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Severe hypophosphataemia following ferric carboxymaltose infusion in paediatric patients with inflammatory bowel disease
  1. Rachel Elizabeth Harris1,
  2. Lawrence Armstrong2,
  3. Lee Curtis1,
  4. Vikki Garrick1,
  5. Lisa Gervais1,
  6. Rachel Tayler1,
  7. Richard Hansen1,
  8. Richard K Russell1
  1. 1Department of Paediatric Gastroenterology, Hepatology and Nutrition, Royal Hospital for Children Glasgow, Glasgow, UK
  2. 2Department of Paediatrics, University Hospital Crosshouse, Kilmarnock, UK
  1. Correspondence to Dr Rachel Elizabeth Harris,Paediatric Gastroenterology, Hepatology and Nutrition, Royal Hospital for Children Glasgow, Glasgow, UK; rachel.harris16{at}nhs.net

Abstract

This case series describes the cases of three adolescent patients with established inflammatory bowel disease (IBD) who experienced significant hypophosphataemia following intravenous infusion of ferric carboxymaltose as treatment for iron deficiency anaemia. Hypophosphataemia may cause a diverse range of symptoms and may be difficult to diagnose clinically due to their non-specific nature. Checking a baseline phosphate (PO4) prior to intravenous iron infusion may identify patients at higher risk for significant hypophosphataemia and perhaps allow the selection of an alternative iron preparation. The routine monitoring of PO4 levels postinfusion presents a greater challenge; with cases of asymptomatic hypophosphataemia likely to be uncovered, as in case 3. Clinicians, patients and families should be aware of the symptoms of hypophosphataemia, and symptomatic patients should have bloods checked to allow prompt identification and correction of abnormalities where required. Review of guidelines surrounding intravenous iron infusion and management of hypophosphataemia in paediatric patients is now required.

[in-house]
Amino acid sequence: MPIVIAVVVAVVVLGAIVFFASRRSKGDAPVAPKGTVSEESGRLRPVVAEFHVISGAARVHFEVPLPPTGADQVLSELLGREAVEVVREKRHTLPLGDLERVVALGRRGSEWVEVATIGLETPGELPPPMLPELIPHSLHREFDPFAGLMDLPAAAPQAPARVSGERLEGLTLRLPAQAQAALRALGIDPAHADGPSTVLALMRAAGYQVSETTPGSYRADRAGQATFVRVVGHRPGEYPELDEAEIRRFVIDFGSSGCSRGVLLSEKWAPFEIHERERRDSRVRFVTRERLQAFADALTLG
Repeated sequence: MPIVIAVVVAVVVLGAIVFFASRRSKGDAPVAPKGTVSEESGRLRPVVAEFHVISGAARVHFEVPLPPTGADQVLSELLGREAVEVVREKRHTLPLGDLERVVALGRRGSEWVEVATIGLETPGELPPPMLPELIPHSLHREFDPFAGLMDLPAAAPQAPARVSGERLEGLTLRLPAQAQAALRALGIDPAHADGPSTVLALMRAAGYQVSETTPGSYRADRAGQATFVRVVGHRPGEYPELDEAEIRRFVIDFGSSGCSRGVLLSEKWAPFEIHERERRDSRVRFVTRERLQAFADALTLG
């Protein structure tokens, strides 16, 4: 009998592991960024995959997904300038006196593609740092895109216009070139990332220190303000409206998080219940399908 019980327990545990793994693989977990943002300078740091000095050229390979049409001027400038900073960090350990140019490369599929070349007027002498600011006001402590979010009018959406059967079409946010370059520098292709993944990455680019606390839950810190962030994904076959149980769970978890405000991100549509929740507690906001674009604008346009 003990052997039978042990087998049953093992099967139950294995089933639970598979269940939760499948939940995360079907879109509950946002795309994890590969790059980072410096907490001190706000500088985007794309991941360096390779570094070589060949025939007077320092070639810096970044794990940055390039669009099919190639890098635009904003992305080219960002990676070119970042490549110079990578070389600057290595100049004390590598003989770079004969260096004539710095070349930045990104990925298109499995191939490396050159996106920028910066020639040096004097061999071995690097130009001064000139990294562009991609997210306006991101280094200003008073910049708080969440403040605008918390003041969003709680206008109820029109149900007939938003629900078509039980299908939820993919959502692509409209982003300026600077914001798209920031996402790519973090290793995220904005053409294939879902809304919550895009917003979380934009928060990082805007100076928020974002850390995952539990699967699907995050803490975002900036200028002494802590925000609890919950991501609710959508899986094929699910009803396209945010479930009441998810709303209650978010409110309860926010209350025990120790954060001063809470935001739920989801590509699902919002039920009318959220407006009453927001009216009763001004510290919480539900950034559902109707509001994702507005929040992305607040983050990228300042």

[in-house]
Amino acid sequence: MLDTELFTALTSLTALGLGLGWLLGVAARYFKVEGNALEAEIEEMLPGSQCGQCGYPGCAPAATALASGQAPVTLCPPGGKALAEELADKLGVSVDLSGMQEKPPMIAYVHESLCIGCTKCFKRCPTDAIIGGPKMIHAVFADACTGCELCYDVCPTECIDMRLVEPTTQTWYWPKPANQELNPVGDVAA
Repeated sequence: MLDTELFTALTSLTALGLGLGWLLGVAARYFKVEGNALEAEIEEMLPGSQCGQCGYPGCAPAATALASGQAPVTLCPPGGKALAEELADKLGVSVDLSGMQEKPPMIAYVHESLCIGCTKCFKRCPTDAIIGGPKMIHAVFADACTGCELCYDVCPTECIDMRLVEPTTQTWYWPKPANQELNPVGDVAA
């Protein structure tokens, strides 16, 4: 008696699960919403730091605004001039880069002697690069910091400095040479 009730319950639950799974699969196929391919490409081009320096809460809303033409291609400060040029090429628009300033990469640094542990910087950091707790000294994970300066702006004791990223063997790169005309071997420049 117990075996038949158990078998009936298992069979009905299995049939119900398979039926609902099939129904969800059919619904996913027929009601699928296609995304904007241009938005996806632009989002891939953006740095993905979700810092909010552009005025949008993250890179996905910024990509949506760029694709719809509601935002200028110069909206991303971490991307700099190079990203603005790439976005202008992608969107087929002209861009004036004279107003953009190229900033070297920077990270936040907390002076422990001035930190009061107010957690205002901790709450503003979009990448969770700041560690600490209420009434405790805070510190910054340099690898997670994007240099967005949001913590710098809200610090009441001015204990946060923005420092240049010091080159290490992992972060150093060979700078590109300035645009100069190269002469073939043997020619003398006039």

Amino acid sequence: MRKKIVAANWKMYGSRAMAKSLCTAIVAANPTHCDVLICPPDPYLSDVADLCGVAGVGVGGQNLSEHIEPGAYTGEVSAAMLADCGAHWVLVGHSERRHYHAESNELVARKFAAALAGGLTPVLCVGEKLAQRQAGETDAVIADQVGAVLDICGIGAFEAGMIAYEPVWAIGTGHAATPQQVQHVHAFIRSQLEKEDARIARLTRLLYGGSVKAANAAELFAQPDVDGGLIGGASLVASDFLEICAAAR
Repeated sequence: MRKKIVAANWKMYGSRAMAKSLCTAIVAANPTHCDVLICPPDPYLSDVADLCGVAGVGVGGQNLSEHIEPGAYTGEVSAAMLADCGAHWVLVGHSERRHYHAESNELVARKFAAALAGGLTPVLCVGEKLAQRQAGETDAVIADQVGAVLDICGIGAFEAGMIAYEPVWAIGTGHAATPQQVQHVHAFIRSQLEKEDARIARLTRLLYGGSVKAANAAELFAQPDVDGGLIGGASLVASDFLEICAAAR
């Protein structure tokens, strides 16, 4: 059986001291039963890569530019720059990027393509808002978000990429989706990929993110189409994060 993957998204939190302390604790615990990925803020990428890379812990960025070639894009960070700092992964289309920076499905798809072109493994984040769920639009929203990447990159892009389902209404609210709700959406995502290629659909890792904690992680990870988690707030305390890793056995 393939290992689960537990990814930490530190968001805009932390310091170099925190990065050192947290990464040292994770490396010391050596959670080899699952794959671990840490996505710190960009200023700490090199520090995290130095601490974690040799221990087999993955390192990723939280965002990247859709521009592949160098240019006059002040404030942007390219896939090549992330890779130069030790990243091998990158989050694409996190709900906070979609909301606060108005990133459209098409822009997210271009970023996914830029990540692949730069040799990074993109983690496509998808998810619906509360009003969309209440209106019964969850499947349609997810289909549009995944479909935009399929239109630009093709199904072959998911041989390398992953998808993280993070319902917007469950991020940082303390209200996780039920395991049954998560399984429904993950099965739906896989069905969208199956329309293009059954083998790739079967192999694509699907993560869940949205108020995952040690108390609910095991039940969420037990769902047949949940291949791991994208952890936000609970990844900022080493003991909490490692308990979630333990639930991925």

• paediatric gastroenterology
  • inflammatory bowel disease
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Footnotes

  • Contributors REH prepared the manuscript with comments and review from all authors. LA, LC, VG, LG, RT, RH and RKR provided critical review of the manuscript. All authors have approved the uploaded draft.

  • Funding The IBD team at the Royal Hospital for Children, Glasgow are supported by the Catherine McEwan Foundation.

  • Competing interests LC has received conference, accommodation and travel fees from Ferring and conference fees from Tillots. VG has received speaker’s fees from Ferring and conference fees from Abbvie. LG has participated in a research consultancy session with Lilly. RH is supported by an NHS Research Scotland Senior Research Fellowship, and has received speaker’s fees, travel support and/or participated in medical board meetings with MSD Immunology, Dr Falk, Nutricia & 4D Pharma. RKR is supported by an NHS Research Scotland Senior Research Fellowship and has received speaker’s fees, travel support and/or participated in medical board meetings with Nestle, MSD Immunology, AbbVie, Dr Falk, Takeda, Napp, Mead Johnson, Nutricia & 4D Pharma.

  • Patient consent for publication Not required.

  • Provenance and peer review Not commissioned; externally peer reviewed.

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